Chad Beck's 2007 season would be best described as solid. He went 1-2 with a 4.33 ERA. fanning 48 batters and walking 20 over 52 innings. The Diamondbacks always like to leave a handful of veterans in Low-A at the start of the season to show younger, less-experienced prospects the ropes. Beck's genial personality made him an obvious choice, and his good-but-not-dominant numbers allowed the front office to resist advancing him to Visalia at the start of the season.
While the 23-year old Beck doubtlessly benefited some of the more neophyte members of the South Bend Silver Hawks, his fantastic play during the season's first month warranted his matriculation to a more advanced level. I asked Beck what the biggest factor for his early season success had been.
Beck (left) chats with Jarrod Parker, who is 4 years younger
"I've been working on commanding my fastball, and it's been really effective," Beck replied. "I'm not falling behind in counts, and just trying to finish hitters when I get ahead."
Beck was able to do that convincingly on April 11th, when he got seven Swing batters to swing and miss in three inning of relief.
"Sometimes you go out and you have a better offspeed than certain days," he explained. "Obviously, in Quad Cities, I just had better offspeed going that day, and I was really able to go out and finish hitters."
But oddly, Beck allowed a run that game on two hits and a wild pitch. His best outing of the season was his next one, a three-inning win in Kane County in which he struck out no batters, but allowed just one base runner over those nine outs. Konrad Schmidt, who caught Beck in the win, explained after the game how Beck succeeded without overpowering the Cougar hitters.
"He didn't even have his best stuff today, but he competed," Schmidt said. "His slider was a little sloppy, but he got outs with it and pitched with what he had tonight."
I asked Beck about that breaking pitch, and he explained why it's not quite as consistent as he'd like it to be yet.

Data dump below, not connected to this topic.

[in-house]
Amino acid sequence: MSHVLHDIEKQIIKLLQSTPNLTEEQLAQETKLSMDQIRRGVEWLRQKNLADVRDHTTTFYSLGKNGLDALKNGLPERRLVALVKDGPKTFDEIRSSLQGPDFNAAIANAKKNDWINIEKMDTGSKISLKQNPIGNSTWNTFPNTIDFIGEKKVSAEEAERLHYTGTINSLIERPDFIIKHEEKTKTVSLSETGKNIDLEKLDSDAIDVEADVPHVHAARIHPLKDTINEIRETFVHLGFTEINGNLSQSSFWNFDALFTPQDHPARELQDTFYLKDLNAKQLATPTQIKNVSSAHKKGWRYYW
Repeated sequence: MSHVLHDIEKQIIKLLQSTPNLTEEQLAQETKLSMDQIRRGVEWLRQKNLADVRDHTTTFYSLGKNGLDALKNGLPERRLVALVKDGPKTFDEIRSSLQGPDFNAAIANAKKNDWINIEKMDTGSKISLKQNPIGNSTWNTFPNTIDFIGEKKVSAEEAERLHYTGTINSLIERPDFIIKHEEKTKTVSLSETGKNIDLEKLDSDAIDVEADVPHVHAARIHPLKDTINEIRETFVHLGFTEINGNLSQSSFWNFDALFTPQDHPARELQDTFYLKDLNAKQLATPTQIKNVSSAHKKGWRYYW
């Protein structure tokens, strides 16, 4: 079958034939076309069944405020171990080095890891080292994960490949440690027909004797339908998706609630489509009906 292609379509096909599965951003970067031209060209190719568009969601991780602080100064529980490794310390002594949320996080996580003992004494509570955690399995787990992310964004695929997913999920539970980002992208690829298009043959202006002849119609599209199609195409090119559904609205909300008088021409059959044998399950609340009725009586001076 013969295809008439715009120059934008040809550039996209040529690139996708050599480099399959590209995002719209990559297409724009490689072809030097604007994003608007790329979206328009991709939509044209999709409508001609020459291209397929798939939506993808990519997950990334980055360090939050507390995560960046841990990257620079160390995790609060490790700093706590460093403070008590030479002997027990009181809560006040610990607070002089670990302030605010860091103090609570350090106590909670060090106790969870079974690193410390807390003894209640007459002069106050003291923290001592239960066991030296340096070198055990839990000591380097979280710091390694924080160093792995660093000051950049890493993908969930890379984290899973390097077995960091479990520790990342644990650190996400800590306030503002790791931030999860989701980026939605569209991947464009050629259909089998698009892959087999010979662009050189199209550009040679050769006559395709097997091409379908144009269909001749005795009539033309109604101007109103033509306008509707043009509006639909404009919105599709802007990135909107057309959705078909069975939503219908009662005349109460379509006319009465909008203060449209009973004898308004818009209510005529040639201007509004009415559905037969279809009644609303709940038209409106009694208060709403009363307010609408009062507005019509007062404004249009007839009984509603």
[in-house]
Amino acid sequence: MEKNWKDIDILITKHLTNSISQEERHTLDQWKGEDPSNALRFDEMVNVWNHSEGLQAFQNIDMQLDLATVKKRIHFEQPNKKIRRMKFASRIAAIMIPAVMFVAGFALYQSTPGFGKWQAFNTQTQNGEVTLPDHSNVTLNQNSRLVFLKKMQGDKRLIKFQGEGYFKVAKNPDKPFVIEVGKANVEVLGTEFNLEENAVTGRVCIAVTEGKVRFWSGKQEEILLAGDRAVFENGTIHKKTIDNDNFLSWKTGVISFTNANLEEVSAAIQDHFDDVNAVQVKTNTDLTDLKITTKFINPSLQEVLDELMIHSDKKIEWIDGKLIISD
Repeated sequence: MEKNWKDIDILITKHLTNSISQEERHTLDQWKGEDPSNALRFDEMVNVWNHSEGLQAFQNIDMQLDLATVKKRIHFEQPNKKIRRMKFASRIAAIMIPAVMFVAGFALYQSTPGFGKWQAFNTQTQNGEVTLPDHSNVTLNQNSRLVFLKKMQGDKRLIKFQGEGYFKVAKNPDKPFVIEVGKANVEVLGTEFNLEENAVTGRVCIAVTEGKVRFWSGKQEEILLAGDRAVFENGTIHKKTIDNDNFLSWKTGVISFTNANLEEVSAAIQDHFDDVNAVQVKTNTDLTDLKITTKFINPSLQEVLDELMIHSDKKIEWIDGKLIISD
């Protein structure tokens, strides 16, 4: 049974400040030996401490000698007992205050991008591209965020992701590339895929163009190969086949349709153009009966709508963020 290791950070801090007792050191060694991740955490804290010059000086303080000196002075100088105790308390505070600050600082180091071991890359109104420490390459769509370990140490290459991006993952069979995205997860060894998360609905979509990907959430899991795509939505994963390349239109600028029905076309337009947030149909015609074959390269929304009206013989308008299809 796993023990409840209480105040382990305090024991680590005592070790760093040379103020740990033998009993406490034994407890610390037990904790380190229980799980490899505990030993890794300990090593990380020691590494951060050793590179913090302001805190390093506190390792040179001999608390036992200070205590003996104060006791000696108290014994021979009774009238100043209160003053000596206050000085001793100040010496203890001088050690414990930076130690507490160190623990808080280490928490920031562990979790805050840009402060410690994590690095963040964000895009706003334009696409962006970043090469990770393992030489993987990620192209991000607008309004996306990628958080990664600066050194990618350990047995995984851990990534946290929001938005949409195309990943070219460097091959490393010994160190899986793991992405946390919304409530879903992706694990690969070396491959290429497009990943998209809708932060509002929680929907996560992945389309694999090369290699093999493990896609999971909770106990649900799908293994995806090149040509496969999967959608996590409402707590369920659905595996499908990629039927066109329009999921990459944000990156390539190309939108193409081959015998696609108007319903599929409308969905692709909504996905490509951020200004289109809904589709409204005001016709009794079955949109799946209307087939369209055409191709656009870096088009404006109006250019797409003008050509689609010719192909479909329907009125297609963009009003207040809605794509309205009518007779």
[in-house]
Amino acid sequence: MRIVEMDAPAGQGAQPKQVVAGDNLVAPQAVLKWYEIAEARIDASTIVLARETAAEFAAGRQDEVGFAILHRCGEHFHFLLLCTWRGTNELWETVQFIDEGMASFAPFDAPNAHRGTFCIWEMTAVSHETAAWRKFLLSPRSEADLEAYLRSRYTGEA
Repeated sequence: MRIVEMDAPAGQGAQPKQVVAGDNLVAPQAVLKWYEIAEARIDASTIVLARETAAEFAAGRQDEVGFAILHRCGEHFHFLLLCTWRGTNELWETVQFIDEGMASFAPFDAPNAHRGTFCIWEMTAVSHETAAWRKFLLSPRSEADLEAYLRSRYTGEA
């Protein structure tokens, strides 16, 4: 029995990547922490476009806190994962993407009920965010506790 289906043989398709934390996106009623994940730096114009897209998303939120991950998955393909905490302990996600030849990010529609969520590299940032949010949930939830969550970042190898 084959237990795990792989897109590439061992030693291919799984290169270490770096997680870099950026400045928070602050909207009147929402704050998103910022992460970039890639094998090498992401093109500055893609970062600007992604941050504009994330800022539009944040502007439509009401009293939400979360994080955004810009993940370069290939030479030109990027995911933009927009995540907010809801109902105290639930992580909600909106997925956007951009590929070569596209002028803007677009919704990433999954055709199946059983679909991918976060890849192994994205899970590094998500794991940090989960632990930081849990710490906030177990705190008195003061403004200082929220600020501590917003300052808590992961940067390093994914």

"It's called a slider, but I think it's more of a little slurve. I hold it right in the middle of a curveball and a slider [grip] and just try to get on top of it," described Beck. "I'd like to work on it and get it to be more of a true slider. Sometimes it tends to get loopy on me, but that's just something I'm working on."
Facing more advanced batters in a hitting-friendly league will force Beck into making those adjustments. The early results are favorable, with Beck tossing two scoreless innings in his Cal League debut May 2nd. Clearly, his more intimidating surroundings do not intimidate him. On the contrary, Beck feels that his 6-foot-4, 250-pound frame might intimidate the opposing hitters.
"I'd like to think so," Beck said with a smile. "I hope it does. Anything to give me a little edge."
Right now Beck is pitching like a man who doesn't need any special advantages. That said, there are reasons that this Texan would rather play in the California League than in in the Midwest League that go beyond career advancement.
"I'm glad I pitched good in the cold weather, because I'm from the south, and I was freezing!"
Final 2008 South Bend Numbers: 2-0, 2.04 ERA, 17.2 IP, 13 H, 0 HR, 19 K, 3 BB
of our full interview with Chad Beck.
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